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Habitual Facebook users: Suckers for social media scams?

Date:
September 15, 2014
Source:
Wiley
Summary:
A new study finds that habitual use of Facebook makes individuals susceptible to social media phishing attacks by criminals, likely because they automatically respond to requests without considering how they are connected with those sending the requests, how long they have known them, or who else is connected with them.
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A new study finds that habitual use of Facebook makes individuals susceptible to social media phishing attacks by criminals, likely because they automatically respond to requests without considering how they are connected with those sending the requests, how long they have known them, or who else is connected with them.

Predictors of habitual use of Facebook include frequent interactions with the platform, a large number of friend connections, and individuals' inability to regulate their social media consumption.

"Social media phishing is the attack vector of choice among cyber criminals and has been implicated in crimes ranging from home invasion to cyber bullying, illegal impersonation of individuals and organization, and espionage," said Dr. Arun Vishwanath, author of the Journal of Computer-Mediated Communication study.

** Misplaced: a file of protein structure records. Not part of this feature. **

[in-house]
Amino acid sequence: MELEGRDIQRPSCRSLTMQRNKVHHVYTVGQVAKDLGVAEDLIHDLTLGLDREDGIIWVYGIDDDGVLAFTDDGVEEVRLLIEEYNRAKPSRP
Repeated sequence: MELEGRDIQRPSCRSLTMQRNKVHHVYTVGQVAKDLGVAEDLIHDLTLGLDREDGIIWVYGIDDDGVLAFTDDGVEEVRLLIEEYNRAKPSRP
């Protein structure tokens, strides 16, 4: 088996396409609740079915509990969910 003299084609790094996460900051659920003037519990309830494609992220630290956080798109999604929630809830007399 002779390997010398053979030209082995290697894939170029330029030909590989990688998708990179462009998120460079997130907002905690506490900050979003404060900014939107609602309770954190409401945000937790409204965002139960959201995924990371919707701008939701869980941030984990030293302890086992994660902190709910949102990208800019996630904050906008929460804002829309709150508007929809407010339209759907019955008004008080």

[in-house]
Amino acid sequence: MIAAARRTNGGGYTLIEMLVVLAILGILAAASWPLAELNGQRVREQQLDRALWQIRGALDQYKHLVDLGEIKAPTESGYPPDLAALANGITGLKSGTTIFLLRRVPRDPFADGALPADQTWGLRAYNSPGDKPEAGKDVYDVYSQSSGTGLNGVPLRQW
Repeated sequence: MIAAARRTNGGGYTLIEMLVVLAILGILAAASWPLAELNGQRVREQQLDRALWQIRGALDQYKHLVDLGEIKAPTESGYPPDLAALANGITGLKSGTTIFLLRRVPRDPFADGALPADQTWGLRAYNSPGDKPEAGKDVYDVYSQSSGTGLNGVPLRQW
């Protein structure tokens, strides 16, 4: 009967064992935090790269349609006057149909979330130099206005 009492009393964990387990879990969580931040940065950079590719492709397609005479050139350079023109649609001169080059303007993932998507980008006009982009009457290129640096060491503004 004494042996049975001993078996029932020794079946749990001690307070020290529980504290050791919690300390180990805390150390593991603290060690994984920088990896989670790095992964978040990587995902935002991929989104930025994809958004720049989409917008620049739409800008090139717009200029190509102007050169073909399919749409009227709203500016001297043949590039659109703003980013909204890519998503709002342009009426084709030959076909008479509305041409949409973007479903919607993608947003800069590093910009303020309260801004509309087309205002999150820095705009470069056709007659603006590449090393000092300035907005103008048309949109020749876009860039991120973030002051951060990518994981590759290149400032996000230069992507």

"These scams attempt to trick people into accepting friend requests and gathering intel from them. Hence, understanding why individuals fall victim to social media phishing scams is important from an organizational security, law enforcement, and a national security standpoint."


Story Source:

Materials provided by Wiley. Note: Content may be edited for style and length.


Journal Reference:

  1. Arun Vishwanath. Habitual Facebook Use and its Impact on Getting Deceived on Social Media. Journal of Computer-Mediated Communication, 2014; DOI: 10.1111/jcc4.12100

Cite This Page:

Wiley. "Habitual Facebook users: Suckers for social media scams?." ScienceDaily. ScienceDaily, 15 September 2014. <www.sciencedaily.com/releases/2014/09/140915120841.htm>.
Wiley. (2014, September 15). Habitual Facebook users: Suckers for social media scams?. ScienceDaily. Retrieved March 23, 2017 from www.sciencedaily.com/releases/2014/09/140915120841.htm
Wiley. "Habitual Facebook users: Suckers for social media scams?." ScienceDaily. www.sciencedaily.com/releases/2014/09/140915120841.htm (accessed March 23, 2017).